Think of a pyramid. Does it bring to mind a stark, desolate landscape? A sandy desert all around, with not much more in sight?
Now let's imagine letting water into the picture.
Pyramids surrounded by water.
Or rather - a pyramid, in the midst of water.
How about a pyramid in a lake? How is that, you wonder! Let's find out, as it's in Northwest Nevada.
Let's go there!
With this overhead view of the lake, it surely does have a look of desolation.
But if you visit you'll find it's in tribal lands of the Paiute People. And with a lakeshore view you'll see that small island, that you can barely notice in this photo, way out there.
With a closer view, you'll see that island's formation is pyramid shaped. The lake was named for this unique aggregation surrounded by the lake's waters.
It can be a lonely place. It's not overwhelmingly traveled, though people who get there love it.
Strict regulations are enforced by Paiute Rangers. The Lake is important to the traditions of the Paiute people through the ages.
The waters are unique for its fishing of Pyramid Lake's Lohantan Cutthroat Trout, which are huge. Certain areas are closed to the general public.
The Visitor Center has an excellent museum display explaining the lake's significance in the tribe's history. Very much worth stopping for a tour.
You'll approach the Pyramid Lake area, off of I-80, onto Hwy.447N. Then enter the village of Nixon. This is the location of the Visitor Center, as well as the Paiute Pyramid Lake tribal government.
Note the Truckee River sometimes is in sight of Hwy.447, which crosses over it adjacent to Nixon. Pyramid Lake is the source waters of the Truckee River.
Around the lake, there is camping, swimming, fishing and boating.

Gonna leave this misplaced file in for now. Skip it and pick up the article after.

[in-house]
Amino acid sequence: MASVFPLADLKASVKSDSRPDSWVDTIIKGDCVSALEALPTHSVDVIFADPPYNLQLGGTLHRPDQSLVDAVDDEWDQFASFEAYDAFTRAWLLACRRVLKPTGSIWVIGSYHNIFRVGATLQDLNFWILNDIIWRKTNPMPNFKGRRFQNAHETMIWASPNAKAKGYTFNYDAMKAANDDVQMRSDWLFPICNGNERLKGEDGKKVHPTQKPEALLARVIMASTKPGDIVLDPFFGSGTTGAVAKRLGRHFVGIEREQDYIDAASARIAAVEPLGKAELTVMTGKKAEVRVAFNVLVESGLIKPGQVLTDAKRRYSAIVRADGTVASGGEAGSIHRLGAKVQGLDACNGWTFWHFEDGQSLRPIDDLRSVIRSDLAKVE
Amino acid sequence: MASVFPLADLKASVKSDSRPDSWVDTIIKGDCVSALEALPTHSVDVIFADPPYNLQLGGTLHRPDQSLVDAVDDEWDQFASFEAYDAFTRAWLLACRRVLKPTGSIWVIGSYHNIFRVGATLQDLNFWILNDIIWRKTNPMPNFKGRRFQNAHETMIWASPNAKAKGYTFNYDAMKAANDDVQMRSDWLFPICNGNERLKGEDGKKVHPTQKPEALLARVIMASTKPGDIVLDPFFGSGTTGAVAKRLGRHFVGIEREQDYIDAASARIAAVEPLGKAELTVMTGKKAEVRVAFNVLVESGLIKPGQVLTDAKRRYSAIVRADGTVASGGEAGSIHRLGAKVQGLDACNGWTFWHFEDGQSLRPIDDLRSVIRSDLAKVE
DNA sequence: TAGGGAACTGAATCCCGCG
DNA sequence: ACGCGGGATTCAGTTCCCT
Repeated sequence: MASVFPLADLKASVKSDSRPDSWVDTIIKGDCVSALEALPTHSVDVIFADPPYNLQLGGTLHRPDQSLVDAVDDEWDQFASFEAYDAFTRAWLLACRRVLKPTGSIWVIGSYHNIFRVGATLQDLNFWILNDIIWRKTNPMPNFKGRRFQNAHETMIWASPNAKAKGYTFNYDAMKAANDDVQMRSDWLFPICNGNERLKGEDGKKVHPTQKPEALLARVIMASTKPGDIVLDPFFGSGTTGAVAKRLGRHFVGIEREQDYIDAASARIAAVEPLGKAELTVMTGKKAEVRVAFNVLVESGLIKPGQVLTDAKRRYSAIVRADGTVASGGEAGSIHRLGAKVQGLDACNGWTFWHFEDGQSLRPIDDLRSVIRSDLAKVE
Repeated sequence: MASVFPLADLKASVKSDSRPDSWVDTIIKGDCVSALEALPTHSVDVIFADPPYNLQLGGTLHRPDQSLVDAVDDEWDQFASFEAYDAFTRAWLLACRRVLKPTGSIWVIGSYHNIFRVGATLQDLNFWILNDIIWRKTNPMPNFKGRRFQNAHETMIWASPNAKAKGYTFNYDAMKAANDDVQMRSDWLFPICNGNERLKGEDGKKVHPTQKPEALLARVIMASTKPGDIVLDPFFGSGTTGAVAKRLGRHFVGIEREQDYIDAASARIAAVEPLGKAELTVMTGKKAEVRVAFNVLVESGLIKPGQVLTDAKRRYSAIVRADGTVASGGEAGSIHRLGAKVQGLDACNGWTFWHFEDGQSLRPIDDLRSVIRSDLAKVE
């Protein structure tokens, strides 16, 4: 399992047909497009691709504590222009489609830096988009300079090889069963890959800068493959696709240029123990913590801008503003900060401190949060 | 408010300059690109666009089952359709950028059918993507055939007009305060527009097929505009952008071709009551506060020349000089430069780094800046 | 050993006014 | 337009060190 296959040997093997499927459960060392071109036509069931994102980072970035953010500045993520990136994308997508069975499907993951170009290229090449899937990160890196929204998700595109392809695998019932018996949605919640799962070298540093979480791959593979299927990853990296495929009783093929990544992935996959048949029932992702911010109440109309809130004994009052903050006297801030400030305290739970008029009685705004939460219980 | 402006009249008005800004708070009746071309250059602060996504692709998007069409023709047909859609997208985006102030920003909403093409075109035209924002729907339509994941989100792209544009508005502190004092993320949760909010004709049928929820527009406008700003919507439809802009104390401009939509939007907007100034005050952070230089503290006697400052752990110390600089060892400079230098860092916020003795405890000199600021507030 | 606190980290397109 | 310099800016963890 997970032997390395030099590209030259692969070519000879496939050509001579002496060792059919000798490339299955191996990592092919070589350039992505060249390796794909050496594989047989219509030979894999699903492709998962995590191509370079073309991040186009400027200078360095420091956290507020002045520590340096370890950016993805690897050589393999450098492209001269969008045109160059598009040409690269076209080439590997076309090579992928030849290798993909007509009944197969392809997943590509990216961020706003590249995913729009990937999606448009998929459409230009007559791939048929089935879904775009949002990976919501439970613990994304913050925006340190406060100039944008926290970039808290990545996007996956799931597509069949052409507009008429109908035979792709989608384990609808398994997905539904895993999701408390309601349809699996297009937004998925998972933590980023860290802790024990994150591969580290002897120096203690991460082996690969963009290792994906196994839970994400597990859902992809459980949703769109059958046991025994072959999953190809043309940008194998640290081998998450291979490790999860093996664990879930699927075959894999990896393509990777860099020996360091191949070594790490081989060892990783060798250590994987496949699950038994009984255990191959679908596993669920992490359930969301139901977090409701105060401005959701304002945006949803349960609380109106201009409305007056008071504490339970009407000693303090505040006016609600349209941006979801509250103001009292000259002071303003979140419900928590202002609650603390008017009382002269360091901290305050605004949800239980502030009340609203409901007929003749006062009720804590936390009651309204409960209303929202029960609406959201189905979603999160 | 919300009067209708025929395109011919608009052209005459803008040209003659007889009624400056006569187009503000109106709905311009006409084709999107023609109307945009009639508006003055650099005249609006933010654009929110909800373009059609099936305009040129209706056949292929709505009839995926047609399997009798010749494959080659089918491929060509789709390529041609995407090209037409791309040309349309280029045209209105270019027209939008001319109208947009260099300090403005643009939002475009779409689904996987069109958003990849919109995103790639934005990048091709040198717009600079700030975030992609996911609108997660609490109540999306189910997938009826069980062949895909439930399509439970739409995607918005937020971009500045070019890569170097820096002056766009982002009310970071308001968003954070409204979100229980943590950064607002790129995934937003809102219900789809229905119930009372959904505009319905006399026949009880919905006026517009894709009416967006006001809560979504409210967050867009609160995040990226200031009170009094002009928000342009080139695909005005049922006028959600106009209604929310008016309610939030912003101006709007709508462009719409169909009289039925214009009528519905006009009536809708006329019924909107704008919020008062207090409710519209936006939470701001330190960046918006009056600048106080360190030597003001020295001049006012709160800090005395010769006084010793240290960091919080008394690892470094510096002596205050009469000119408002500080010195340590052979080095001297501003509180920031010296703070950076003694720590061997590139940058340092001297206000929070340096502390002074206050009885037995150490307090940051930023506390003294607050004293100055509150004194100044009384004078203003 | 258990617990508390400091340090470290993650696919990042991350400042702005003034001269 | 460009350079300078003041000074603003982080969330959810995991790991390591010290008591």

Fees and/or Pyramid Lake Permits are required for activities, though. Be sure to check that out.
Pyramid Lake can also be accessed from Reno Nevada via Hwy.445N from I-80. Depending if you'd rather take the city route from the western side, or the rural route from the south/eastern side, I-80 is your focus to getting there.
But where to stay? If you're camping at the lake, of course get your permit.
But if you're not up to camping, there are Motels or Studios in Reno. If you're bringing the whole family, This Home may suit you well. Or at the more rural end in the Fernley area. Either way, you'll find one to your liking, we believe!
We've mentioned before, we recommend using Booking.com since we always use it ourselves. We've had such fabulous success getting the best rates with them & an excellent selection of places to stay.
Beginning with our next issue we're going to begin having a link to a back-issue page. So that each of our newsletters will be archived and available for approximately one year.
To show our appreciation for being our subscriber, we're sending to you here another Small Complimentary Gift, with many thanks! For staying with us!!
June 20th, Monday, is American Eagle Day - Which commemorates the date in 1782, when the Bald Eagle was added to the official Seal of the US.
Southwestern lakes are fantastic places to view Bald Eagles. Because they love lakes! Why? They're a great place for them to dive for fish. Spotting them with their "eagle-eyes"!
Spots around Roosevelt Lake in Arizona even close off areas when Bald Eagles begin their nesting.
That's just one prime example of the opportunity for viewing Bald Eagles in the Southwestern states!
See you again next month.
Meanwhile, enjoy your lakeside adventures!
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P.S. Let Us Know if you have any lake information you'd want to share with us. Or any suggestions for newsletter topics. We're continually learning, and looking for what we can discover. What questions are you wondering about?
When we find out new lakeshore benefits for readers like you we get right onto sending them to you. Thanks for checking in!